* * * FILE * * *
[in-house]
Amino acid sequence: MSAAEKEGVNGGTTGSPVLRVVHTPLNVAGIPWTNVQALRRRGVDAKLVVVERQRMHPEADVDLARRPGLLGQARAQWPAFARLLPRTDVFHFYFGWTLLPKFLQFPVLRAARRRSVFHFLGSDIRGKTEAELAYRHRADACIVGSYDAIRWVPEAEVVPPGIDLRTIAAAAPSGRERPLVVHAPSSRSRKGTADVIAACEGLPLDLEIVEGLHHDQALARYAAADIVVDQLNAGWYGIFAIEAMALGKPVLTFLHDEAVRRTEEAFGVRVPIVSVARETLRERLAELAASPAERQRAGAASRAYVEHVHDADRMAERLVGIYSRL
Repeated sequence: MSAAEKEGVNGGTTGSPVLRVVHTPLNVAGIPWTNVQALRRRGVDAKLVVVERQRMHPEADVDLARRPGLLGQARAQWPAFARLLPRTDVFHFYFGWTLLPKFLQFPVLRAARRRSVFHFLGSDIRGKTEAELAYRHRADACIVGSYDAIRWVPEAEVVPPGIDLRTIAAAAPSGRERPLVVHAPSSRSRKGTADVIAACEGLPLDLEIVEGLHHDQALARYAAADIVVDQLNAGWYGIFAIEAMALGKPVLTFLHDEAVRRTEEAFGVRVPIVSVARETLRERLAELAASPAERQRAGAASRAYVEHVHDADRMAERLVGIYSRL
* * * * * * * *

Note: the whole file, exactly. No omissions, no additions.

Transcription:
[in-house]
Amino acid sequence: MSAAEKEGVNGGTTGSPVLRVVHTPLNVAGIPWTNVQALRRRGVDAKLVVVERQRMHPEADVDLARRPGLLGQARAQWPAFARLLPRTDVFHFYFGWTLLPKFLQFPVLRAARRRSVFHFLGSDIRGKTEAELAYRHRADACIVGSYDAIRWVPEAEVVPPGIDLRTIAAAAPSGRERPLVVHAPSSRSRKGTADVIAACEGLPLDLEIVEGLHHDQALARYAAADIVVDQLNAGWYGIFAIEAMALGKPVLTFLHDEAVRRTEEAFGVRVPIVSVARETLRERLAELAASPAERQRAGAASRAYVEHVHDADRMAERLVGIYSRL
Repeated sequence: MSAAEKEGVNGGTTGSPVLRVVHTPLNVAGIPWTNVQALRRRGVDAKLVVVERQRMHPEADVDLARRPGLLGQARAQWPAFARLLPRTDVFHFYFGWTLLPKFLQFPVLRAARRRSVFHFLGSDIRGKTEAELAYRHRADACIVGSYDAIRWVPEAEVVPPGIDLRTIAAAAPSGRERPLVVHAPSSRSRKGTADVIAACEGLPLDLEIVEGLHHDQALARYAAADIVVDQLNAGWYGIFAIEAMALGKPVLTFLHDEAVRRTEEAFGVRVPIVSVARETLRERLAELAASPAERQRAGAASRAYVEHVHDADRMAERLVGIYSRL